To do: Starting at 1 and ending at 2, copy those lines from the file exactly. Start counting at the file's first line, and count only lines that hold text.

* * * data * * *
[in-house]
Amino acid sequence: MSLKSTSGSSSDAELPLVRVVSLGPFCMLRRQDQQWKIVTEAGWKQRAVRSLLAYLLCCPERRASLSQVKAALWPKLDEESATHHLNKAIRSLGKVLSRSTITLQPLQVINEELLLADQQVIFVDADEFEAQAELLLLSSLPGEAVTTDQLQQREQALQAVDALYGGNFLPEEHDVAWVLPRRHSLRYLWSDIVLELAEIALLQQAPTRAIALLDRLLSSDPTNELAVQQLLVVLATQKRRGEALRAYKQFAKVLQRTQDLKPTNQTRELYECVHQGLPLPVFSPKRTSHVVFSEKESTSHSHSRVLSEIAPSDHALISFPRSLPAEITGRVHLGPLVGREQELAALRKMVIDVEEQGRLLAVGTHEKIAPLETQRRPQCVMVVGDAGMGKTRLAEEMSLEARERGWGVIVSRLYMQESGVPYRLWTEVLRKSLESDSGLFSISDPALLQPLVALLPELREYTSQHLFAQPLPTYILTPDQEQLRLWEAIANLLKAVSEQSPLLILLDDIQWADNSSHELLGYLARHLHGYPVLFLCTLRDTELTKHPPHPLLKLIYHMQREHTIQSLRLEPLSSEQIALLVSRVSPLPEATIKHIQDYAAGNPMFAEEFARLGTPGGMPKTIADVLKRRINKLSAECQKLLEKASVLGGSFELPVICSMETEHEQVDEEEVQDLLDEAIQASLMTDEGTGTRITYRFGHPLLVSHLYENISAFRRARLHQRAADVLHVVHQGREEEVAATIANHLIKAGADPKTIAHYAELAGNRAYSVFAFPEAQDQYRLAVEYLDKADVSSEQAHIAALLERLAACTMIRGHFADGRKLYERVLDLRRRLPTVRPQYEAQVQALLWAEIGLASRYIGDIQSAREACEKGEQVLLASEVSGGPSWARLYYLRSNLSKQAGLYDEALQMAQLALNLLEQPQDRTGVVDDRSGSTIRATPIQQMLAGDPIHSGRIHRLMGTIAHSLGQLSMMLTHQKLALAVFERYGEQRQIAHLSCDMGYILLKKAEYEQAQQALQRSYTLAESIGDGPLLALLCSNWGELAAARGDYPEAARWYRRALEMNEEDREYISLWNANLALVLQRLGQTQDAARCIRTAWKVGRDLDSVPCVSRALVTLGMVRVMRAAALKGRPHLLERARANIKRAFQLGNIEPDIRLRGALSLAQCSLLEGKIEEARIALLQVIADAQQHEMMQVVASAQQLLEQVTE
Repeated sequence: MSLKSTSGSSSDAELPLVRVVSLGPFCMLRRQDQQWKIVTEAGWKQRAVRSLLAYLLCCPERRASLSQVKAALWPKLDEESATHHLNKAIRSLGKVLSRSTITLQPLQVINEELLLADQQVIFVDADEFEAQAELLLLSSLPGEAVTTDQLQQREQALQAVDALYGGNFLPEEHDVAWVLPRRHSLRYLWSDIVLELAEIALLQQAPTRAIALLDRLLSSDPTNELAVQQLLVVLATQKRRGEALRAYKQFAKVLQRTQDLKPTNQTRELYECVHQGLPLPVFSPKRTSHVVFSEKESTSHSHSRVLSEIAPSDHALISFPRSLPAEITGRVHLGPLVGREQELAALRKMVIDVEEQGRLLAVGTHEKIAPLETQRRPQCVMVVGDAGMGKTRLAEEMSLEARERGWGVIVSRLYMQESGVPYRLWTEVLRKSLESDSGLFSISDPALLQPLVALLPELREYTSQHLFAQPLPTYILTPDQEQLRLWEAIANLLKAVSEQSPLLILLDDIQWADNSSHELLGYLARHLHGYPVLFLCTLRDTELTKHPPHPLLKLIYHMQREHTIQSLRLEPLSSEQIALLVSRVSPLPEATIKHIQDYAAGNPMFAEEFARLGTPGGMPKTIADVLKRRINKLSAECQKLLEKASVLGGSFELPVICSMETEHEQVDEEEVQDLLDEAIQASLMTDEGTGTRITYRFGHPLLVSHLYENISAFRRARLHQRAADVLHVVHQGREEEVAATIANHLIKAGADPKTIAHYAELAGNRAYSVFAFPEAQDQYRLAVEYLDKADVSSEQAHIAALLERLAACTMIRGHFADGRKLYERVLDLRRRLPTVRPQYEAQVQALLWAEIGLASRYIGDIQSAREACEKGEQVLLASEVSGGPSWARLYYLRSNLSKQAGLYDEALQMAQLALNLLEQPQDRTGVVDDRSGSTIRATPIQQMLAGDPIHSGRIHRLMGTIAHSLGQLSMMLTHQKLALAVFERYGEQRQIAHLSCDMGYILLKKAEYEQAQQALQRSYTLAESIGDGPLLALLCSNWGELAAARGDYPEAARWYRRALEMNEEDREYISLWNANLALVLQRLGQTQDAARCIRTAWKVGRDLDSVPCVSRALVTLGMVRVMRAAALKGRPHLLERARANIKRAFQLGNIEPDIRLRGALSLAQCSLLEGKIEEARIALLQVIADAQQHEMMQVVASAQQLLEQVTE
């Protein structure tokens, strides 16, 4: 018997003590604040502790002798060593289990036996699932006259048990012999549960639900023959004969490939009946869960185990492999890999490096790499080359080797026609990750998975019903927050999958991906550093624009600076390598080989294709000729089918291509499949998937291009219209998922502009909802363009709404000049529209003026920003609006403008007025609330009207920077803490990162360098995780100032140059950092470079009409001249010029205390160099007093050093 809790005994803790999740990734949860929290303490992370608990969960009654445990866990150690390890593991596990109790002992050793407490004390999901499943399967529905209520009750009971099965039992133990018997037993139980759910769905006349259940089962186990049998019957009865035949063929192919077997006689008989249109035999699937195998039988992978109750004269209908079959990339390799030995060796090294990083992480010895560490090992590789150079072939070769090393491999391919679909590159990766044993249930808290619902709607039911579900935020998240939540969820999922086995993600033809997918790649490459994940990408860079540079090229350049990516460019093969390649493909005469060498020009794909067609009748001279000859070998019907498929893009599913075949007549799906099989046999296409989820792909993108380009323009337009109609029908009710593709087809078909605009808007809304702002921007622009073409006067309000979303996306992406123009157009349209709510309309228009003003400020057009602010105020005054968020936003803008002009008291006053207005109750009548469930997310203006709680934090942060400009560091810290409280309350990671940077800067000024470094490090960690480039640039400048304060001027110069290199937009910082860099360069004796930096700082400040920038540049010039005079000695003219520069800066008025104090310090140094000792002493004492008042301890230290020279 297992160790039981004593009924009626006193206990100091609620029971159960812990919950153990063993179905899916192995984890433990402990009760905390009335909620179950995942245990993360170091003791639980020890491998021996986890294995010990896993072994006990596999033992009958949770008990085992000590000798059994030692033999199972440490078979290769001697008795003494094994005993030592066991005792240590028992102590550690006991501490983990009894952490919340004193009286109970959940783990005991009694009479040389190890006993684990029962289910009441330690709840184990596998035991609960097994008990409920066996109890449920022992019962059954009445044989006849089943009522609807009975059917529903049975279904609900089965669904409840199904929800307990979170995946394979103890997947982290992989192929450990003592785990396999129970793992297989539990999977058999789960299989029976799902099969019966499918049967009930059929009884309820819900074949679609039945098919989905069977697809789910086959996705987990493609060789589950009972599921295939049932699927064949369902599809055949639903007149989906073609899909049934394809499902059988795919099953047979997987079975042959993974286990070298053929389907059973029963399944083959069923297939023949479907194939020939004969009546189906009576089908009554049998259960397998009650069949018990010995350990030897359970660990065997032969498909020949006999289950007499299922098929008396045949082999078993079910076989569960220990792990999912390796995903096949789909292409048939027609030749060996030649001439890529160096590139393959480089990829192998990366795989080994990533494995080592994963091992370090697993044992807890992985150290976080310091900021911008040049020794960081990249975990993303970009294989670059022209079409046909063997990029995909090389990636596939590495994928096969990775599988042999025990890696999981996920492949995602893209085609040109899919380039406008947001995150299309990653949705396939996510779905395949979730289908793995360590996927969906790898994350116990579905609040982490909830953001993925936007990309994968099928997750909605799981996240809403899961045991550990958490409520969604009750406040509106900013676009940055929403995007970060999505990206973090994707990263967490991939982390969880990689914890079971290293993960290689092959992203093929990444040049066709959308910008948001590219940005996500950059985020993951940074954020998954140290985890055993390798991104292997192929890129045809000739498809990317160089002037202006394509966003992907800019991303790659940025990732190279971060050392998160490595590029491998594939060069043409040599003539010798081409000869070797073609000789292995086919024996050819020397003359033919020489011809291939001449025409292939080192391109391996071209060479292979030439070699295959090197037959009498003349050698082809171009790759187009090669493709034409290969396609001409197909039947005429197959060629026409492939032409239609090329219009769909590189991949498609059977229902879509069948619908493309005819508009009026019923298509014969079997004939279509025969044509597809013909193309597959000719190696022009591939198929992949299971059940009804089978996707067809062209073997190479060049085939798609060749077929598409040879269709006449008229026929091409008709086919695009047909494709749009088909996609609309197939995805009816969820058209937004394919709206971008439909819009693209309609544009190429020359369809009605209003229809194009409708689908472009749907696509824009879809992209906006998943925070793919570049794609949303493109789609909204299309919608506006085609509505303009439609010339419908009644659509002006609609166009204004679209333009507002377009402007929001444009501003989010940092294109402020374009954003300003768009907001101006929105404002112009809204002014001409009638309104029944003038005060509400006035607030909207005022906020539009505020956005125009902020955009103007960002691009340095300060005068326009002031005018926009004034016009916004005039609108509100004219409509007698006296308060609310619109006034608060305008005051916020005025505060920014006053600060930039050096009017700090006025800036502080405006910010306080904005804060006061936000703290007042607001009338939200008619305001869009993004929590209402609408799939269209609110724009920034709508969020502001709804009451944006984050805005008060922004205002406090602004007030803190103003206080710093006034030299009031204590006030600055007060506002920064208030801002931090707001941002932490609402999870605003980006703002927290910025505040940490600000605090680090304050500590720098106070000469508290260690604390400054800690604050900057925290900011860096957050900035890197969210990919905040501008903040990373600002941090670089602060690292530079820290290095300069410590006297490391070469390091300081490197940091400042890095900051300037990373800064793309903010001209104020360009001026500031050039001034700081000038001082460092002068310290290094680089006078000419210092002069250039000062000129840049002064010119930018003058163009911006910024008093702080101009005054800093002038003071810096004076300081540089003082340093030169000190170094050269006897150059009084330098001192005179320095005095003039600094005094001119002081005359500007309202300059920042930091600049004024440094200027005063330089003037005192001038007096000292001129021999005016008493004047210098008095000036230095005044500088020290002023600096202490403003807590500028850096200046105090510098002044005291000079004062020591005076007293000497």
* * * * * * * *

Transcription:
[in-house]
Amino acid sequence: MSLKSTSGSSSDAELPLVRVVSLGPFCMLRRQDQQWKIVTEAGWKQRAVRSLLAYLLCCPERRASLSQVKAALWPKLDEESATHHLNKAIRSLGKVLSRSTITLQPLQVINEELLLADQQVIFVDADEFEAQAELLLLSSLPGEAVTTDQLQQREQALQAVDALYGGNFLPEEHDVAWVLPRRHSLRYLWSDIVLELAEIALLQQAPTRAIALLDRLLSSDPTNELAVQQLLVVLATQKRRGEALRAYKQFAKVLQRTQDLKPTNQTRELYECVHQGLPLPVFSPKRTSHVVFSEKESTSHSHSRVLSEIAPSDHALISFPRSLPAEITGRVHLGPLVGREQELAALRKMVIDVEEQGRLLAVGTHEKIAPLETQRRPQCVMVVGDAGMGKTRLAEEMSLEARERGWGVIVSRLYMQESGVPYRLWTEVLRKSLESDSGLFSISDPALLQPLVALLPELREYTSQHLFAQPLPTYILTPDQEQLRLWEAIANLLKAVSEQSPLLILLDDIQWADNSSHELLGYLARHLHGYPVLFLCTLRDTELTKHPPHPLLKLIYHMQREHTIQSLRLEPLSSEQIALLVSRVSPLPEATIKHIQDYAAGNPMFAEEFARLGTPGGMPKTIADVLKRRINKLSAECQKLLEKASVLGGSFELPVICSMETEHEQVDEEEVQDLLDEAIQASLMTDEGTGTRITYRFGHPLLVSHLYENISAFRRARLHQRAADVLHVVHQGREEEVAATIANHLIKAGADPKTIAHYAELAGNRAYSVFAFPEAQDQYRLAVEYLDKADVSSEQAHIAALLERLAACTMIRGHFADGRKLYERVLDLRRRLPTVRPQYEAQVQALLWAEIGLASRYIGDIQSAREACEKGEQVLLASEVSGGPSWARLYYLRSNLSKQAGLYDEALQMAQLALNLLEQPQDRTGVVDDRSGSTIRATPIQQMLAGDPIHSGRIHRLMGTIAHSLGQLSMMLTHQKLALAVFERYGEQRQIAHLSCDMGYILLKKAEYEQAQQALQRSYTLAESIGDGPLLALLCSNWGELAAARGDYPEAARWYRRALEMNEEDREYISLWNANLALVLQRLGQTQDAARCIRTAWKVGRDLDSVPCVSRALVTLGMVRVMRAAALKGRPHLLERARANIKRAFQLGNIEPDIRLRGALSLAQCSLLEGKIEEARIALLQVIADAQQHEMMQVVASAQQLLEQVTE